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Three-quarters of COPD cases linked to childhood risk factors exacerbated in adulthood

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Most cases of chronic obstructive pulmonary disease (COPD) can be linked to factors in childhood, according to a major new study, which highlights the need for early intervention and prevention.

While smoking remains the biggest risk factor for COPD, the study shows childhood illnesses and exposure to parental smoking are also linked to the disease and can set people on a course to poor lung function in later life.

“These findings highlight the importance of preventing both early life adverse exposures and adult risk factors”

Shyamali Dharmage

The research – published in The Lancet Respiratory Medicine – found three quarters of COPD cases were associated with early illness such as asthma, bronchitis, pneumonia and eczema and exposure to second-hand smoke that could all hamper lung growth.

When combined with factors in adulthood – such as taking up smoking – this increased the chances of rapid deterioration of the lungs, leading to COPD.

The study, by researchers in Australia, tracked more than 2,400 participants in a long-term health study from childhood to the age of 53.

Lung function was measured at the ages of seven, 13, 18, 45, 50 and 53, and exposure to various risk factors was also recorded.

The researchers identified six distinct trajectories, or “pathways”, to describe how lung function changed with age.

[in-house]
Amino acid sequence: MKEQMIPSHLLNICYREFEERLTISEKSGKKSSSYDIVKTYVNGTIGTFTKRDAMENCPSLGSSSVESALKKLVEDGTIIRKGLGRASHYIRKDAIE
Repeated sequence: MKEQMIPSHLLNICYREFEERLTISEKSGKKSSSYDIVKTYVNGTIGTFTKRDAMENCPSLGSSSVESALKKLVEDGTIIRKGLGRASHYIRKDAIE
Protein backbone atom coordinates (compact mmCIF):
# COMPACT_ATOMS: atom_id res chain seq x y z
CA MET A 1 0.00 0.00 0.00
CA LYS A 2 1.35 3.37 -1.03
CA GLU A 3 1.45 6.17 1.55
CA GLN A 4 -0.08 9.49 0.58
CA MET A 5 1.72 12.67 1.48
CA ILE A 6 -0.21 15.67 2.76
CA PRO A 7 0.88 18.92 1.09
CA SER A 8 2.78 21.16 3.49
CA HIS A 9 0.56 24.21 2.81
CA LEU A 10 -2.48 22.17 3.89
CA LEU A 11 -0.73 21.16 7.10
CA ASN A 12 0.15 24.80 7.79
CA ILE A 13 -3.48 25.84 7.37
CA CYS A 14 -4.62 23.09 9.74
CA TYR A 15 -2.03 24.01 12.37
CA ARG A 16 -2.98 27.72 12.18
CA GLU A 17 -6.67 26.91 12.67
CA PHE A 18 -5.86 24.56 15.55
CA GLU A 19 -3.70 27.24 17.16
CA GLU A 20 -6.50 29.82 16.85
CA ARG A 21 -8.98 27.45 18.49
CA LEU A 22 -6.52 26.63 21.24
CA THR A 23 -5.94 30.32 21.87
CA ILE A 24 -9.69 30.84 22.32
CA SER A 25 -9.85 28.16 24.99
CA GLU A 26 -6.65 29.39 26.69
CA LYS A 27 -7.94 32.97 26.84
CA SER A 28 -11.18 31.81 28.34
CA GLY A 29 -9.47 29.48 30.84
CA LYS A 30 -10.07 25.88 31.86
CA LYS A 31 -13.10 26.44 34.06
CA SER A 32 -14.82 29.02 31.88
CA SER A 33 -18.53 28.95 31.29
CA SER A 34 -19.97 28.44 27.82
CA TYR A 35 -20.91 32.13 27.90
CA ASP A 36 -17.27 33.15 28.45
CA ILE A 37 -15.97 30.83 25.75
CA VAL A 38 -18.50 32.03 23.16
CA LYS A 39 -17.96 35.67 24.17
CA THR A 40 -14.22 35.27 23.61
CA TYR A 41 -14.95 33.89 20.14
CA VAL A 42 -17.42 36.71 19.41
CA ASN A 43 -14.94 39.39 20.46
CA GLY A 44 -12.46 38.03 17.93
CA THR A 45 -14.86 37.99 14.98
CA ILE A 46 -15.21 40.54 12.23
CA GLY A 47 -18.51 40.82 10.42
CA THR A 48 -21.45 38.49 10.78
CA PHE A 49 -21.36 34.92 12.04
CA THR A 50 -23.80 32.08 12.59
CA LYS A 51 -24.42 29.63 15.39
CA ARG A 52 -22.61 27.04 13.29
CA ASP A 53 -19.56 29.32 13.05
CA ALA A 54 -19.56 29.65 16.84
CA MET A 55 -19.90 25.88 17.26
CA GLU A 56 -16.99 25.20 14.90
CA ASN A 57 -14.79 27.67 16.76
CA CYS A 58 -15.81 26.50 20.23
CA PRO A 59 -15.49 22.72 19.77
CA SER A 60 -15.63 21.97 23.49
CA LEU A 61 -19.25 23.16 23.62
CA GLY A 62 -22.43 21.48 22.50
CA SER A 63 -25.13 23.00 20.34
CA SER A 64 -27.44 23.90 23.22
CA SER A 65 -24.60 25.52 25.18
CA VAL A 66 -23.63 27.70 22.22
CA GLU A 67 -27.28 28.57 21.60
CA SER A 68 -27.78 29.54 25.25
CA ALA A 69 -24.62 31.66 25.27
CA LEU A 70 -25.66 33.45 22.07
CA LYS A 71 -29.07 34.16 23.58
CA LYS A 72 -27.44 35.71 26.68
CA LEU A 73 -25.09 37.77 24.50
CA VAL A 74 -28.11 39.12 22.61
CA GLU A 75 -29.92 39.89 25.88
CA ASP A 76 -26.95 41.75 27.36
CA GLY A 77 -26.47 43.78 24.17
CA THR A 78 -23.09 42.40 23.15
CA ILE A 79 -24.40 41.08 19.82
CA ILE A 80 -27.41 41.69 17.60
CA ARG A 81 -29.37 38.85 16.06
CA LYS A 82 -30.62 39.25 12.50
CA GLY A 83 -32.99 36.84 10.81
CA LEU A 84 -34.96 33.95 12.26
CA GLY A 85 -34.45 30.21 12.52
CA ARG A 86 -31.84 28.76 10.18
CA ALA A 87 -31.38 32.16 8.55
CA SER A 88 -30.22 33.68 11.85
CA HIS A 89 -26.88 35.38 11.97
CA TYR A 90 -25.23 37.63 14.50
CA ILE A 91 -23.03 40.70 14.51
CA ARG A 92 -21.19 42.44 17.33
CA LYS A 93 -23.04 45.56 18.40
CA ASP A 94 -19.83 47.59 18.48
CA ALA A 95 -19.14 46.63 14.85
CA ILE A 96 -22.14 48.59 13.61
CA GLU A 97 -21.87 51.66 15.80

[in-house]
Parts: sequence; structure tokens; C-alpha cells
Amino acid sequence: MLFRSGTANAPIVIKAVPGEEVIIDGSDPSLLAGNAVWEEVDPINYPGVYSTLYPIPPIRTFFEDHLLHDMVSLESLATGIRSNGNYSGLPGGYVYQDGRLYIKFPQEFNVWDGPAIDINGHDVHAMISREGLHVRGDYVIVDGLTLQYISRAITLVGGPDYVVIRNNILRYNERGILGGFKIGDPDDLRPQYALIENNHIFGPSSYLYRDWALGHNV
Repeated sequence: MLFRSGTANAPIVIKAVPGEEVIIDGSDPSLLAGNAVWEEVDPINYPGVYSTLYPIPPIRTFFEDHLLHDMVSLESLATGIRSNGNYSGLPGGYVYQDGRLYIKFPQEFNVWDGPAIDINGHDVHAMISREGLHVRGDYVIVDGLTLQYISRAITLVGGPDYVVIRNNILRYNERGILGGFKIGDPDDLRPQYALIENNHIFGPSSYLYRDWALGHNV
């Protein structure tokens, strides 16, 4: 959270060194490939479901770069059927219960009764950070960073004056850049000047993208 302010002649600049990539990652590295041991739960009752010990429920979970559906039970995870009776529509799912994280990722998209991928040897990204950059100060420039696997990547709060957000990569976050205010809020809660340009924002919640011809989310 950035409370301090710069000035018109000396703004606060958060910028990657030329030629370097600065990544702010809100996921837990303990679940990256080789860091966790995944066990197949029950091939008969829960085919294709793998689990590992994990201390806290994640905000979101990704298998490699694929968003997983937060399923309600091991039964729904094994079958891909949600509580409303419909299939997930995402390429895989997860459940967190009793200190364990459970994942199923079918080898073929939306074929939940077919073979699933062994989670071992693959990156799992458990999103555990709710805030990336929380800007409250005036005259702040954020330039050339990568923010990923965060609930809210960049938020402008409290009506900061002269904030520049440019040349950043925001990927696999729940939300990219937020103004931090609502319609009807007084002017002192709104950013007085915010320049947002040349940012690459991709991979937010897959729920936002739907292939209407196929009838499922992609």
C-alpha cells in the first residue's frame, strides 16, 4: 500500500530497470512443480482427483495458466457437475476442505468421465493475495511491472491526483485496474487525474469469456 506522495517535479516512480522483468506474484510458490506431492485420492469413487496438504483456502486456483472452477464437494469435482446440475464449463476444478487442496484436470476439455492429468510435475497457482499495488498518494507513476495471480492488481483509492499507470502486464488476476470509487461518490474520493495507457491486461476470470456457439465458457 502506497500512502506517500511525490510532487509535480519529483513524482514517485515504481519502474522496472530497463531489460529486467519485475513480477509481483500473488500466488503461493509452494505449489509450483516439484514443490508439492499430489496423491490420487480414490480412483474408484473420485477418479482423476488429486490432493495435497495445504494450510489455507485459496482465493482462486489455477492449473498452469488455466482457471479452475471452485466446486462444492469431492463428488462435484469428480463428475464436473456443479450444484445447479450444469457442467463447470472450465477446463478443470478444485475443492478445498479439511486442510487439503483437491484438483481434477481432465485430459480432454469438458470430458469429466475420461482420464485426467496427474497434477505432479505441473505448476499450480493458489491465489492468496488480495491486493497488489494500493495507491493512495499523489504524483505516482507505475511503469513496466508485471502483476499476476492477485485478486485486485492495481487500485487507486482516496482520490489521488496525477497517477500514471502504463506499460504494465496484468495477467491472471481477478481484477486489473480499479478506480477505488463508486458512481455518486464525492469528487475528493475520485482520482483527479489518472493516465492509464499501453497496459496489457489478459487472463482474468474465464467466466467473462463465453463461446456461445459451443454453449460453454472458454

Three of these were associated with COPD – below average lung function in early life with a quick decline in lung function in later life, persistently low lung function, and below average lung function.

These were linked to three quarters of all cases of COPD at the age of 53 among the study group. Meanwhile, all cases of moderate to severe COPD arose from the three pathways.

“COPD is expected to be the third largest cause of death globally by 2030”

Shyamali Dharmage

The three trajectories were also linked to childhood asthma, bronchitis, pneumonia, allergic rhinitis, eczema, parents having asthma or smoking, and the participants themselves having asthma in adulthood and smoking.

“These findings highlight the importance of preventing both early life adverse exposures that could lead to poorer lung growth, and adult risk factors contributing to accelerated lung decline,” said study author Professor Shyamali Dharmage, from the University of Melbourne.

“COPD is expected to be the third largest cause of death globally by 2030, and it is important that we identify its key causes so that this burden can be reduced,” she said.

Steps to reduce smoking among parents – and more generally – promote immunisation, and ensure people with asthma get appropriate treatment were key in minimising the risk of COPD, she added.

Meanwhile, a separate study in the same journal – by researchers from the UK and Australia – suggested there was a window of opportunity in childhood to reduce the risk of poor lung function in later life.

This study, which involved the University of Bristol, tracked the lung function of more than 2,600 participants from birth to 24.

Crucially the study found the majority – around 75% – of babies who had poor lung function at one to six months saw it improve throughout childhood.

The researchers said their findings suggested there were opportunities to intervene at this early stage to maximise lung growth and help prevent COPD later on.

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